"So, the law basically says that that when a foreign investor comes, he or she must endeavour to make sure that 51 percent is ceded to locals and the ceding should be done for value," Mashakada told the House of Assembly. "It is not that the 51 percent has to be grabbed or expropriated or nationalised or invaded."
Makoni West MP Webber Chinyadza asked the minister to explain whether it was the policy of their ministry to assess the impact of certain policies implemented in respect to indigenous investment coming into Zimbabwe.
Mashakada said domestic and foreign investors had different concerns.
"Domestic investors are saying there are some projects to which they will not be able to contribute the 51 percent because there is no liquidity in the economy," Mashakada said.
"From foreign investors, the concern is that the 51 percent will effectively mean that the controlling interest of the company falls out of their control," Mashakada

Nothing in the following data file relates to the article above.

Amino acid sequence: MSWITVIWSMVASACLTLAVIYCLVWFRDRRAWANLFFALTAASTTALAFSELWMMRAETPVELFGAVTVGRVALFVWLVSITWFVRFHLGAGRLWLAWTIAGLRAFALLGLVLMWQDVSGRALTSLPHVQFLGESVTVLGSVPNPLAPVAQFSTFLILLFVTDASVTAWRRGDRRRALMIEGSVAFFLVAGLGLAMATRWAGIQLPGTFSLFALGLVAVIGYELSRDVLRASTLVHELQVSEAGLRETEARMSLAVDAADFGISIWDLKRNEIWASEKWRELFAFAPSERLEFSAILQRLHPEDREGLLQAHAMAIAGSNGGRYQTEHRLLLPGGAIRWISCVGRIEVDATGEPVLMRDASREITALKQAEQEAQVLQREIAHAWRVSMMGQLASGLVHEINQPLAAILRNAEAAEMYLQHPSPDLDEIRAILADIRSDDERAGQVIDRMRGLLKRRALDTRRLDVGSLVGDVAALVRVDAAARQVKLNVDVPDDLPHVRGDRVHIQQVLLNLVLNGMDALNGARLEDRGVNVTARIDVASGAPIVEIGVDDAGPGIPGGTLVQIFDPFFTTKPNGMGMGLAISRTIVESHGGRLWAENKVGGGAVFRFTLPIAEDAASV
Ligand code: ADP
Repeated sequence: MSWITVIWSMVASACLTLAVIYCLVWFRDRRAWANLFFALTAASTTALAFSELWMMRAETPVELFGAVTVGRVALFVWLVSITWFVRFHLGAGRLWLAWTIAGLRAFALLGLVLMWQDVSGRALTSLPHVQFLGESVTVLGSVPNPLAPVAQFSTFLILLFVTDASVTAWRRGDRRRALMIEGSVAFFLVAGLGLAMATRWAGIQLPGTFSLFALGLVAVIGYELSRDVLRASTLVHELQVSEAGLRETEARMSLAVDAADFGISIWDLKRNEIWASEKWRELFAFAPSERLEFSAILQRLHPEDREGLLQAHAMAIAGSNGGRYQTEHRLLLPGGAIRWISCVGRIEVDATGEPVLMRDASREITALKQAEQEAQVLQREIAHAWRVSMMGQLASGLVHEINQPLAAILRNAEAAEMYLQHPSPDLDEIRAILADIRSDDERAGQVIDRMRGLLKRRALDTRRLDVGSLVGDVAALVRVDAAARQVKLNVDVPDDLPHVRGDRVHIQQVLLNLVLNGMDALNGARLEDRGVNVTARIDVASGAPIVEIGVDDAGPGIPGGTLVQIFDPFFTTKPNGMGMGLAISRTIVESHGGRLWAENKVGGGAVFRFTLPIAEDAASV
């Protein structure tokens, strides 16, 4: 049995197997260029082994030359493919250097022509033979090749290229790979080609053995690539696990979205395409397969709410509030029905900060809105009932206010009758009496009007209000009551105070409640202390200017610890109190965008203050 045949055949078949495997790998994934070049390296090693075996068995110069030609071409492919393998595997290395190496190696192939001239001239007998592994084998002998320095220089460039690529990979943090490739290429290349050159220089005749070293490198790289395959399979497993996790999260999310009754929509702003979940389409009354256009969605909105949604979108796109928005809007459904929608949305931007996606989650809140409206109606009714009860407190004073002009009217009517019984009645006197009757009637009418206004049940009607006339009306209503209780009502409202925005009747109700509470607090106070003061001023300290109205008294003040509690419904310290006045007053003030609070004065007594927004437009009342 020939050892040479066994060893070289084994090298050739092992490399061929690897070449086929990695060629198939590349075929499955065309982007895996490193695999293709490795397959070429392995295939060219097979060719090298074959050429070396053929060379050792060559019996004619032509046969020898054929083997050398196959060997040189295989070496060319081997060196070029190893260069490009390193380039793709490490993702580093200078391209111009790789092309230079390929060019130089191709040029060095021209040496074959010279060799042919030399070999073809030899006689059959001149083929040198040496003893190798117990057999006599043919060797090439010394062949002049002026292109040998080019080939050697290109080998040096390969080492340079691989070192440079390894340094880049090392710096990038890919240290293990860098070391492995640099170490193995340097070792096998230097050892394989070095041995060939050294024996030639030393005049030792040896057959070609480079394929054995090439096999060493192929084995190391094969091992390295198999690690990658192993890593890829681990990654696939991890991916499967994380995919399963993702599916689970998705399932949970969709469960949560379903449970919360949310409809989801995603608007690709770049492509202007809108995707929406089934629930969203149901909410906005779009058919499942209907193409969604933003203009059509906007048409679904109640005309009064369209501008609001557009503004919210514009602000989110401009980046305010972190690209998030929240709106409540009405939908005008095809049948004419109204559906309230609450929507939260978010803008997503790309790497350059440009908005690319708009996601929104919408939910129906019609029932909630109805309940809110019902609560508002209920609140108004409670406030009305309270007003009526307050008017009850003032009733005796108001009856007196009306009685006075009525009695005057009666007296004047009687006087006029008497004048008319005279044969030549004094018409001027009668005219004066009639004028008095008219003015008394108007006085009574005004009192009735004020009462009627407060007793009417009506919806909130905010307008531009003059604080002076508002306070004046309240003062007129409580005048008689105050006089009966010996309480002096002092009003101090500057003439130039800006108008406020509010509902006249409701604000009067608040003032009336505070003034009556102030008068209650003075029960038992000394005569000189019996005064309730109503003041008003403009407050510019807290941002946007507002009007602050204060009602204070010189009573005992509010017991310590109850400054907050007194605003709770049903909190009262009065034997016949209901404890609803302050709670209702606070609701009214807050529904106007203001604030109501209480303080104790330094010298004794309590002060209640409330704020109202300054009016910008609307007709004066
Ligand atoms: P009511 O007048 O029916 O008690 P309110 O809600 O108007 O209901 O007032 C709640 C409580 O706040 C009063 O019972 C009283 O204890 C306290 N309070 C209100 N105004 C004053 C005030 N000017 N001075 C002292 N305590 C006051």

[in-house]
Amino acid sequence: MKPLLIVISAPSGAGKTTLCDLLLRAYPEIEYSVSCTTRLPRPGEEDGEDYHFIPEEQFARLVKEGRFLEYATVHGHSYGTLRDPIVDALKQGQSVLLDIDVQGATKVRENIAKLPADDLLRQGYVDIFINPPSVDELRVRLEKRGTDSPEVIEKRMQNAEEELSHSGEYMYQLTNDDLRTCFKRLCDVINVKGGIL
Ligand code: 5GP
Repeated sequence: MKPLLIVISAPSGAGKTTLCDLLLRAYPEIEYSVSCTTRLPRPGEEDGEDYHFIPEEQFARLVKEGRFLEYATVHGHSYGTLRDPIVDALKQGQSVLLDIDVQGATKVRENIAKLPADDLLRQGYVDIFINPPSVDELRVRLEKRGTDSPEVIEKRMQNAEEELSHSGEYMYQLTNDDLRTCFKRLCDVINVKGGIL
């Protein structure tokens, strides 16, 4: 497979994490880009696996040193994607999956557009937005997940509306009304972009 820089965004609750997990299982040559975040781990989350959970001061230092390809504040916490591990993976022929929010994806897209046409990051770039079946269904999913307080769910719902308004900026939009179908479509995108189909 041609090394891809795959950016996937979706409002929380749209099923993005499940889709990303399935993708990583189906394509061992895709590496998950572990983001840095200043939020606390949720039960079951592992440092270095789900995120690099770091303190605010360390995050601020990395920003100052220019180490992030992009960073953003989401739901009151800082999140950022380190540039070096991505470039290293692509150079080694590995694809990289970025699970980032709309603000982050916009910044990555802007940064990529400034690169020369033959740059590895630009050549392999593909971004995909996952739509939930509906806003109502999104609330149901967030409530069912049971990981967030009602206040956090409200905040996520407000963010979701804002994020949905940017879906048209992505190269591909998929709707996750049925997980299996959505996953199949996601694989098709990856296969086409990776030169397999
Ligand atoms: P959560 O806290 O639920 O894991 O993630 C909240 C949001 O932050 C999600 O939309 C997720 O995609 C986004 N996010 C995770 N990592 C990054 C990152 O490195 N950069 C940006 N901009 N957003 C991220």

said. "In most cases an investor wants to come and set up a project and remain in charge of the project. So they are saying, why can we not lower it to 50 percent or 49 percent so that we can still have control?"
Mashakada also said government was not speaking with one voice on indigenisation.
"Investors are complaining that there appears to be various messages coming from the same government on this issue of indigenisation," Mashakada said.
He told Parliament that minister Kasukuwere's sabre rattling and threats to cancel mining licences were spooking investors.
Indian conglomerate ESSAR has agreed to buy 54 percent in the Zimbabwe
Iron and Steel Company, with the government keeping 36 percent and 10 percent owned by minority investors. ESSAR is also planning to pump $4 billion into a plant to process iron ore from Zimbabwe's Mwanesi resource within the next five years.
The ESSAR deal is seen as the biggest foreign deal in Zimbabwe.
"We as a ministry are saying investors should be able to come and engage, this law is flexible," Mashakada said.Post published in: Business